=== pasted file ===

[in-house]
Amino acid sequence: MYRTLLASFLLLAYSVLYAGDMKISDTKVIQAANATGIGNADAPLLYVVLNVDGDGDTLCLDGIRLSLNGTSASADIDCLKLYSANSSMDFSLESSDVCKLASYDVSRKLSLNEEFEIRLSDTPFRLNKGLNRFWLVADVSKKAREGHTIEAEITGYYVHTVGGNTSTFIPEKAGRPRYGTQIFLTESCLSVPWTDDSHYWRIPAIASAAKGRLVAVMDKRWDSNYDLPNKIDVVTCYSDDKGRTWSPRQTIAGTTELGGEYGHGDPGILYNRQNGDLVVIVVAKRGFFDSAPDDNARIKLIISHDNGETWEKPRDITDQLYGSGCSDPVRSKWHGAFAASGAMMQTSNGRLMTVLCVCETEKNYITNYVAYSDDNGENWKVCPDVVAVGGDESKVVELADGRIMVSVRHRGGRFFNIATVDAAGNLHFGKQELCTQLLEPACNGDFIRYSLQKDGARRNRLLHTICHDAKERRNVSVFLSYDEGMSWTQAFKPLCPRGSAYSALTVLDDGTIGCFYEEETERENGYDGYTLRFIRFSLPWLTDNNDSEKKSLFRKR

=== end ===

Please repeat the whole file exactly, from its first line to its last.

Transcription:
[in-house]
Amino acid sequence: MYRTLLASFLLLAYSVLYAGDMKISDTKVIQAANATGIGNADAPLLYVVLNVDGDGDTLCLDGIRLSLNGTSASADIDCLKLYSANSSMDFSLESSDVCKLASYDVSRKLSLNEEFEIRLSDTPFRLNKGLNRFWLVADVSKKAREGHTIEAEITGYYVHTVGGNTSTFIPEKAGRPRYGTQIFLTESCLSVPWTDDSHYWRIPAIASAAKGRLVAVMDKRWDSNYDLPNKIDVVTCYSDDKGRTWSPRQTIAGTTELGGEYGHGDPGILYNRQNGDLVVIVVAKRGFFDSAPDDNARIKLIISHDNGETWEKPRDITDQLYGSGCSDPVRSKWHGAFAASGAMMQTSNGRLMTVLCVCETEKNYITNYVAYSDDNGENWKVCPDVVAVGGDESKVVELADGRIMVSVRHRGGRFFNIATVDAAGNLHFGKQELCTQLLEPACNGDFIRYSLQKDGARRNRLLHTICHDAKERRNVSVFLSYDEGMSWTQAFKPLCPRGSAYSALTVLDDGTIGCFYEEETERENGYDGYTLRFIRFSLPWLTDNNDSEKKSLFRKR